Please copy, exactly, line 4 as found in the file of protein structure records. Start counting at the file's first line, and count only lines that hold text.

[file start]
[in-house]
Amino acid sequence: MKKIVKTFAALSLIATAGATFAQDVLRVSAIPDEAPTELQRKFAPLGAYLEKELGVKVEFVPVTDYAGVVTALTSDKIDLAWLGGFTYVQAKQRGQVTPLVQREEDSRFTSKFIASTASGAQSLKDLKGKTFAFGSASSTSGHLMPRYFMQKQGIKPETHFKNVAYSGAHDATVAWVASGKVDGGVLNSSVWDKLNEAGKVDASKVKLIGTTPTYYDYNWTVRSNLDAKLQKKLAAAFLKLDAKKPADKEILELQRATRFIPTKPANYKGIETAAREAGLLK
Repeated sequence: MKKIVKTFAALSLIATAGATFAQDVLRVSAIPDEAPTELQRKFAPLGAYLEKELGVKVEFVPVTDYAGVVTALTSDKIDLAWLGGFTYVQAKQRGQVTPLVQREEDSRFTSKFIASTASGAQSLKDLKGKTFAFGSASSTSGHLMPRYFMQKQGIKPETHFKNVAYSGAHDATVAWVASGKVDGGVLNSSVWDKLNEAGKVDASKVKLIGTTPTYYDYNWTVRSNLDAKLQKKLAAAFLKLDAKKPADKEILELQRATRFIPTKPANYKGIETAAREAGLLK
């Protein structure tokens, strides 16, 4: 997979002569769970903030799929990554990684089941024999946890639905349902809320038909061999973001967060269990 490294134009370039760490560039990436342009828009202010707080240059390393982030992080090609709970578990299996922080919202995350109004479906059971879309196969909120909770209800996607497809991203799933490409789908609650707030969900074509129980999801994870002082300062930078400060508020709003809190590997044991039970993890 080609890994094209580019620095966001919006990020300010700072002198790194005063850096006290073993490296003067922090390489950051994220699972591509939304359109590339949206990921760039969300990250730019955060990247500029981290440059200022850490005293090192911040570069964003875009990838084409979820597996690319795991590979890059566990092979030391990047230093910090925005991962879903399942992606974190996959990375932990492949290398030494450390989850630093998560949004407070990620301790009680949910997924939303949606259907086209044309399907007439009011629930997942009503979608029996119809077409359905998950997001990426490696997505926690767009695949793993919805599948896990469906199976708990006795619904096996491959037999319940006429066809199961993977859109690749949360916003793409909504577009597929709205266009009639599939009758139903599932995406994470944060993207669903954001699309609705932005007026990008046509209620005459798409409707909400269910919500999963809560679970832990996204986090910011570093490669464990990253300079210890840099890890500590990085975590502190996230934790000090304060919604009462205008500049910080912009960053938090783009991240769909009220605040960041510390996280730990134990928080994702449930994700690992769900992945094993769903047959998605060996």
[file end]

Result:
């Protein structure tokens, strides 16, 4: 997979002569769970903030799929990554990684089941024999946890639905349902809320038909061999973001967060269990 490294134009370039760490560039990436342009828009202010707080240059390393982030992080090609709970578990299996922080919202995350109004479906059971879309196969909120909770209800996607497809991203799933490409789908609650707030969900074509129980999801994870002082300062930078400060508020709003809190590997044991039970993890 080609890994094209580019620095966001919006990020300010700072002198790194005063850096006290073993490296003067922090390489950051994220699972591509939304359109590339949206990921760039969300990250730019955060990247500029981290440059200022850490005293090192911040570069964003875009990838084409979820597996690319795991590979890059566990092979030391990047230093910090925005991962879903399942992606974190996959990375932990492949290398030494450390989850630093998560949004407070990620301790009680949910997924939303949606259907086209044309399907007439009011629930997942009503979608029996119809077409359905998950997001990426490696997505926690767009695949793993919805599948896990469906199976708990006795619904096996491959037999319940006429066809199961993977859109690749949360916003793409909504577009597929709205266009009639599939009758139903599932995406994470944060993207669903954001699309609705932005007026990008046509209620005459798409409707909400269910919500999963809560679970832990996204986090910011570093490669464990990253300079210890840099890890500590990085975590502190996230934790000090304060919604009462205008500049910080912009960053938090783009991240769909009220605040960041510390996280730990134990928080994702449930994700690992769900992945094993769903047959998605060996």